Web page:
One of my favorite moves that Jim Rutherford made last off-season was the signing of Alexei Ponikarovsky to a one-year deal at a very low cost of $1.50 mil. I liked this move because while Ponikarovsky was coming off a bad season with the Los Angeles Kings (5 goals, 15 points in 61 games), he was previously an 18-21 goal scorer for a good part of his career and had top-six potential. The other thing I liked about Poni was his ability to drive possession at a pretty high rate. He has been extremely well at doing this over the last few seasons, so even if he wasn't scoring, he would at least be contributing in other areas. That last sentence sums up his year with the Hurricanes perfectly.
The Poni Express' career as a Hurricane lasted 49 games before he was traded to the New Jersey Devils for Joe Sova and a 4th round pick, but I think he played a lot better than his 7-7-14 scoring line indicates. He is a player who I thought "did everything but score" because he was used in so many roles this year and performed well in most of them. The only problem was that he just couldn't seem to hit the back of the net no matter how many shots he got off. Whether you want to blame that on a 7.1% shooting percentage or a "lack of finishing ability" is up to you.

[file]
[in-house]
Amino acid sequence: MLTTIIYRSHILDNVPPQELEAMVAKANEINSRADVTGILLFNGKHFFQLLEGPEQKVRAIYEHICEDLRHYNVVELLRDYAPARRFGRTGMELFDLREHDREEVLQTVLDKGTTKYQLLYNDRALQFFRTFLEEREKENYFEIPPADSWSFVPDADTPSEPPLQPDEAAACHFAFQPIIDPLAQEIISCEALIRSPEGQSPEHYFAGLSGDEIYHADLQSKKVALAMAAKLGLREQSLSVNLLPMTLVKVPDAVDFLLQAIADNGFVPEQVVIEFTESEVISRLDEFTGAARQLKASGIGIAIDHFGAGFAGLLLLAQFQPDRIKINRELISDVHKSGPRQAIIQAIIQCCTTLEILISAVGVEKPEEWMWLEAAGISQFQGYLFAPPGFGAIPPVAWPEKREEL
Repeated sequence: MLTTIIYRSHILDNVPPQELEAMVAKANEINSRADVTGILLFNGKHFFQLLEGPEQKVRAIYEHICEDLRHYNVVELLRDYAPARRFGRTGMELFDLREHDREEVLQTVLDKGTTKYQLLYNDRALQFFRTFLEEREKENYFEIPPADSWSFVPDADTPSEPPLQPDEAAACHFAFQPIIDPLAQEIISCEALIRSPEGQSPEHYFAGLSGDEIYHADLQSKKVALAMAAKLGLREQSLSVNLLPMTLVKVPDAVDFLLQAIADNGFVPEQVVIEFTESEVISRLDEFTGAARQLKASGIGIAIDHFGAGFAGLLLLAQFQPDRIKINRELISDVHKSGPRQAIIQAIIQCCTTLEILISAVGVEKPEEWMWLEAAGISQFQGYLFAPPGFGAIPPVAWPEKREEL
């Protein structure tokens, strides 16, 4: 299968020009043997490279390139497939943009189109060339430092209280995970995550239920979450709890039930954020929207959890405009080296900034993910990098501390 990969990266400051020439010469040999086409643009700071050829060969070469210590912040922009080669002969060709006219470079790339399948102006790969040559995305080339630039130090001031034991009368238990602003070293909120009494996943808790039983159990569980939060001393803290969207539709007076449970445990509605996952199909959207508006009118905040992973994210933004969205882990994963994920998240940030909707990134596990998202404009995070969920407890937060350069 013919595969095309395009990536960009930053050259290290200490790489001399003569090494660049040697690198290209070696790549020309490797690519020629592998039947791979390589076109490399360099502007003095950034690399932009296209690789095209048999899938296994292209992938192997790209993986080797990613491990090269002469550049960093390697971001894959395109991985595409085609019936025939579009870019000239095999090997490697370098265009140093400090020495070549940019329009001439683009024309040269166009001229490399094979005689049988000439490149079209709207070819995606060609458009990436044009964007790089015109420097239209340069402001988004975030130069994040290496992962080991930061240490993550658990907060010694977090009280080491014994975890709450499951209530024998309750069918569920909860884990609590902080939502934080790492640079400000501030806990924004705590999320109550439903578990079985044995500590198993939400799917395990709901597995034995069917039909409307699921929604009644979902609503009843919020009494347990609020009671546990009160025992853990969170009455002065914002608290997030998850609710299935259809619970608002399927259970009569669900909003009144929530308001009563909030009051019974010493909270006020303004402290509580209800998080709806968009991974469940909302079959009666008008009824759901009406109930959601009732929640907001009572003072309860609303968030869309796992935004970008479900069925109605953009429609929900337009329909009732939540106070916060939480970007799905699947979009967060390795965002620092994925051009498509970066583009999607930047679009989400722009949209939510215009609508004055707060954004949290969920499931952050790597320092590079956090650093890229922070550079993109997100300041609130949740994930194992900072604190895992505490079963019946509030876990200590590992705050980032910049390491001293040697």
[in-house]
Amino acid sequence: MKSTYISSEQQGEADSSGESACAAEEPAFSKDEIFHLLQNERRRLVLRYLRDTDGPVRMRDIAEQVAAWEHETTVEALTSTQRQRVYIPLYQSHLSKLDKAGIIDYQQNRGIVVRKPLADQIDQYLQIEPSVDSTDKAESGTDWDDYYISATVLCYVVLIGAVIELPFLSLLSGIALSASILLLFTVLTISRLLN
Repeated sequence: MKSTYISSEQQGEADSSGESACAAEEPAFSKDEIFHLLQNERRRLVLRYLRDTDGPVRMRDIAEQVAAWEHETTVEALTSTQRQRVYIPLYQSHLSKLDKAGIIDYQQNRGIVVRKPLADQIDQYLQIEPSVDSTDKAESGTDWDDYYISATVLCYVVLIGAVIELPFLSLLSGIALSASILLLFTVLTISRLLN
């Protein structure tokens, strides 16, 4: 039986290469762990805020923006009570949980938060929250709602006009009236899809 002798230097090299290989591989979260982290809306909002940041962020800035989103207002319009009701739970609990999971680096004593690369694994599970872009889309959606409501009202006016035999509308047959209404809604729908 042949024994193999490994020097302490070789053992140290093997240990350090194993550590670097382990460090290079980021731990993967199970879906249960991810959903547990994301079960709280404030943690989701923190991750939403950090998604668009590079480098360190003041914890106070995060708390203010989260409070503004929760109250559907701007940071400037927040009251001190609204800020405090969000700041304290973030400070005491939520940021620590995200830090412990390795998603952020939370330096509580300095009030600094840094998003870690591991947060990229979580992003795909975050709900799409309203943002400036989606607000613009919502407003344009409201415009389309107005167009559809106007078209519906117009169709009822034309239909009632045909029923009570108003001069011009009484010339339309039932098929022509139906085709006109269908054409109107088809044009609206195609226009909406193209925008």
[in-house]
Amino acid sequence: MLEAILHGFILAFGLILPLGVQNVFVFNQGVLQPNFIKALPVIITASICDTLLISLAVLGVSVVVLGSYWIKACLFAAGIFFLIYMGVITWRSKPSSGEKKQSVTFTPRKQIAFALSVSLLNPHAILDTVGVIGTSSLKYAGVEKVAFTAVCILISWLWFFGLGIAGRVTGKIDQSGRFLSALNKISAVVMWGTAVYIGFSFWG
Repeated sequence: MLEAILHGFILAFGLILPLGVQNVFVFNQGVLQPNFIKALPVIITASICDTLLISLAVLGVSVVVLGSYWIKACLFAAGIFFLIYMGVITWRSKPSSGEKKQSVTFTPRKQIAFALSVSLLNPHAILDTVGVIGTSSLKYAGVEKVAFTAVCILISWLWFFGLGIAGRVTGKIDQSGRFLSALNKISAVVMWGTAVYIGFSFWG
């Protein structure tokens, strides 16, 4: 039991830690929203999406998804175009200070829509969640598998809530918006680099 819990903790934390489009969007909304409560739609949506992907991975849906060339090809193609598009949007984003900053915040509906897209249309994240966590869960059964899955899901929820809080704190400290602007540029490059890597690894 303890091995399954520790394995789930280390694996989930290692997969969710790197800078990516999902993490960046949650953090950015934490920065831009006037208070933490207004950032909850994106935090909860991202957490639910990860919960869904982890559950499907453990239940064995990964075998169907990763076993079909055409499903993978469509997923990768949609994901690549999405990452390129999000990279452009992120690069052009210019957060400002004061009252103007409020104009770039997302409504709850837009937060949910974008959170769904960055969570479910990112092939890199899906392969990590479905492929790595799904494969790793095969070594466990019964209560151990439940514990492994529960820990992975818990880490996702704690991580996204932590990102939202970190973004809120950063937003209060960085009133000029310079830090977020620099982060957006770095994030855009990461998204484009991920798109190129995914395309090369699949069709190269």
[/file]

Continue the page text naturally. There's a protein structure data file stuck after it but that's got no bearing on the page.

Either way, Ponikarovsky has proven himself to be a useful piece but he is more suited for a third-line role now, which is something that the Hurricanes did not need this year. Which is why he has performed better on the Devils, a team that was starving for depth forwards and Ponikarovsky gave them exactly what they needed at the time. I have a feeling that he will have a job in the NHL next year.
After the jump, we will take a look at the underlying stats from Poni's tenure with the Hurricanes and see in which ways he was useful here, and how he was not.